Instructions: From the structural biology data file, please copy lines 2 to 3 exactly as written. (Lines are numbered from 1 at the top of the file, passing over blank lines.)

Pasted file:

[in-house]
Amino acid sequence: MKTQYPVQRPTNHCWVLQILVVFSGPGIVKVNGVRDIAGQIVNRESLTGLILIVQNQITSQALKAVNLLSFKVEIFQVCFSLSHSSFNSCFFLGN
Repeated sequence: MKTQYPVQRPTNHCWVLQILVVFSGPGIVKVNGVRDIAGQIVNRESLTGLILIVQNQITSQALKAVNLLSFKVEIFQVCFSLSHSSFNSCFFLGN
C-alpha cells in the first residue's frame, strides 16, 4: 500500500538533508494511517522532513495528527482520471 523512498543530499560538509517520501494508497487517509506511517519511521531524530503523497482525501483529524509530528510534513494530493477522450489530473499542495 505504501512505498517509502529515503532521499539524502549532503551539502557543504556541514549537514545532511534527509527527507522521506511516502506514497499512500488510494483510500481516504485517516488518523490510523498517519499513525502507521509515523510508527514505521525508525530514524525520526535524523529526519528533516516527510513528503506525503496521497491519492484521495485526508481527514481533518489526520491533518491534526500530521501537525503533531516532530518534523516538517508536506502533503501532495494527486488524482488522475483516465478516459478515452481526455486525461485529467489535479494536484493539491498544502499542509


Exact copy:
Amino acid sequence: MKTQYPVQRPTNHCWVLQILVVFSGPGIVKVNGVRDIAGQIVNRESLTGLILIVQNQITSQALKAVNLLSFKVEIFQVCFSLSHSSFNSCFFLGN
Repeated sequence: MKTQYPVQRPTNHCWVLQILVVFSGPGIVKVNGVRDIAGQIVNRESLTGLILIVQNQITSQALKAVNLLSFKVEIFQVCFSLSHSSFNSCFFLGN